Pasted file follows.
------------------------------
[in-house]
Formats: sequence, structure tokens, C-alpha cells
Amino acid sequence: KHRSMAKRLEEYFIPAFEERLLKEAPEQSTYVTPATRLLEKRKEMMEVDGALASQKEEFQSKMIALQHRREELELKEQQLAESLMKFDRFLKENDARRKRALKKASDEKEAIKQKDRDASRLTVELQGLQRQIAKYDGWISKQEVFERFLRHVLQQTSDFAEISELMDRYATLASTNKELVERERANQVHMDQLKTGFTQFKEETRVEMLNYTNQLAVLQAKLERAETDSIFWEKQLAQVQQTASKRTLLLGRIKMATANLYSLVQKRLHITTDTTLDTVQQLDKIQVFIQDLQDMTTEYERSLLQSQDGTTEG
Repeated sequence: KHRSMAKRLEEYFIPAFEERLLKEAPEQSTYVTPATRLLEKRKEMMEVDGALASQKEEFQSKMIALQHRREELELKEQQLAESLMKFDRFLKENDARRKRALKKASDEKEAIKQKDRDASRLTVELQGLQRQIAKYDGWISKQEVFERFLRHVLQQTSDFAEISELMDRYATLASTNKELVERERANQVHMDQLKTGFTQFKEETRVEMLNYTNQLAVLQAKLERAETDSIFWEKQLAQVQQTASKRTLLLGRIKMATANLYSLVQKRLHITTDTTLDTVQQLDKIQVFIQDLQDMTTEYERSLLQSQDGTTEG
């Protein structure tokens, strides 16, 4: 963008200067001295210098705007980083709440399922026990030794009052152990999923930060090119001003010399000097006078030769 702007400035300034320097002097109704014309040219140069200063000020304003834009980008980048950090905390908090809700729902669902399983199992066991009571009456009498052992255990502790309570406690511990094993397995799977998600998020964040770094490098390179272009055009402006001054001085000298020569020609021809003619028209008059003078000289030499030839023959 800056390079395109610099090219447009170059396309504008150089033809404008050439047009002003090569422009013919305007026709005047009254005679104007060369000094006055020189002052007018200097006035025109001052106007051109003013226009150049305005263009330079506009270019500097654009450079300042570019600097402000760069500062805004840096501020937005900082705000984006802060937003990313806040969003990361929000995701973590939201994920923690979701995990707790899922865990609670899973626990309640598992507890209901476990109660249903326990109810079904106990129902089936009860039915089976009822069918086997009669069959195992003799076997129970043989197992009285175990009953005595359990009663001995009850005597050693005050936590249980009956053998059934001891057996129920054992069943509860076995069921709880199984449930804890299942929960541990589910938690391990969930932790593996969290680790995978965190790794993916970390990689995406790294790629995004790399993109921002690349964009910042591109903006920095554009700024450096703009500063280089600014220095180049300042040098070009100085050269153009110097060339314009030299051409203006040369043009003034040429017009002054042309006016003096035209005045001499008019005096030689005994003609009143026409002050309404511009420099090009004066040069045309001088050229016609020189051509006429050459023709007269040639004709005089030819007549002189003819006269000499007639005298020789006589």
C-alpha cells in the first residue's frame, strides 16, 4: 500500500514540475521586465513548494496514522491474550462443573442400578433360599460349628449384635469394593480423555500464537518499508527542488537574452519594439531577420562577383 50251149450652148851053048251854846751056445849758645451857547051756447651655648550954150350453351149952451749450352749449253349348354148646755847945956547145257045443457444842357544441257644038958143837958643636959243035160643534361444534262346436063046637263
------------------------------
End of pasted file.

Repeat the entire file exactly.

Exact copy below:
[in-house]
Formats: sequence, structure tokens, C-alpha cells
Amino acid sequence: KHRSMAKRLEEYFIPAFEERLLKEAPEQSTYVTPATRLLEKRKEMMEVDGALASQKEEFQSKMIALQHRREELELKEQQLAESLMKFDRFLKENDARRKRALKKASDEKEAIKQKDRDASRLTVELQGLQRQIAKYDGWISKQEVFERFLRHVLQQTSDFAEISELMDRYATLASTNKELVERERANQVHMDQLKTGFTQFKEETRVEMLNYTNQLAVLQAKLERAETDSIFWEKQLAQVQQTASKRTLLLGRIKMATANLYSLVQKRLHITTDTTLDTVQQLDKIQVFIQDLQDMTTEYERSLLQSQDGTTEG
Repeated sequence: KHRSMAKRLEEYFIPAFEERLLKEAPEQSTYVTPATRLLEKRKEMMEVDGALASQKEEFQSKMIALQHRREELELKEQQLAESLMKFDRFLKENDARRKRALKKASDEKEAIKQKDRDASRLTVELQGLQRQIAKYDGWISKQEVFERFLRHVLQQTSDFAEISELMDRYATLASTNKELVERERANQVHMDQLKTGFTQFKEETRVEMLNYTNQLAVLQAKLERAETDSIFWEKQLAQVQQTASKRTLLLGRIKMATANLYSLVQKRLHITTDTTLDTVQQLDKIQVFIQDLQDMTTEYERSLLQSQDGTTEG
């Protein structure tokens, strides 16, 4: 963008200067001295210098705007980083709440399922026990030794009052152990999923930060090119001003010399000097006078030769 702007400035300034320097002097109704014309040219140069200063000020304003834009980008980048950090905390908090809700729902669902399983199992066991009571009456009498052992255990502790309570406690511990094993397995799977998600998020964040770094490098390179272009055009402006001054001085000298020569020609021809003619028209008059003078000289030499030839023959 800056390079395109610099090219447009170059396309504008150089033809404008050439047009002003090569422009013919305007026709005047009254005679104007060369000094006055020189002052007018200097006035025109001052106007051109003013226009150049305005263009330079506009270019500097654009450079300042570019600097402000760069500062805004840096501020937005900082705000984006802060937003990313806040969003990361929000995701973590939201994920923690979701995990707790899922865990609670899973626990309640598992507890209901476990109660249903326990109810079904106990129902089936009860039915089976009822069918086997009669069959195992003799076997129970043989197992009285175990009953005595359990009663001995009850005597050693005050936590249980009956053998059934001891057996129920054992069943509860076995069921709880199984449930804890299942929960541990589910938690391990969930932790593996969290680790995978965190790794993916970390990689995406790294790629995004790399993109921002690349964009910042591109903006920095554009700024450096703009500063280089600014220095180049300042040098070009100085050269153009110097060339314009030299051409203006040369043009003034040429017009002054042309006016003096035209005045001499008019005096030689005994003609009143026409002050309404511009420099090009004066040069045309001088050229016609020189051509006429050459023709007269040639004709005089030819007549002189003819006269000499007639005298020789006589």
C-alpha cells in the first residue's frame, strides 16, 4: 500500500514540475521586465513548494496514522491474550462443573442400578433360599460349628449384635469394593480423555500464537518499508527542488537574452519594439531577420562577383 50251149450652148851053048251854846751056445849758645451857547051756447651655648550954150350453351149952451749450352749449253349348354148646755847945956547145257045443457444842357544441257644038958143837958643636959243035160643534361444534262346436063046637263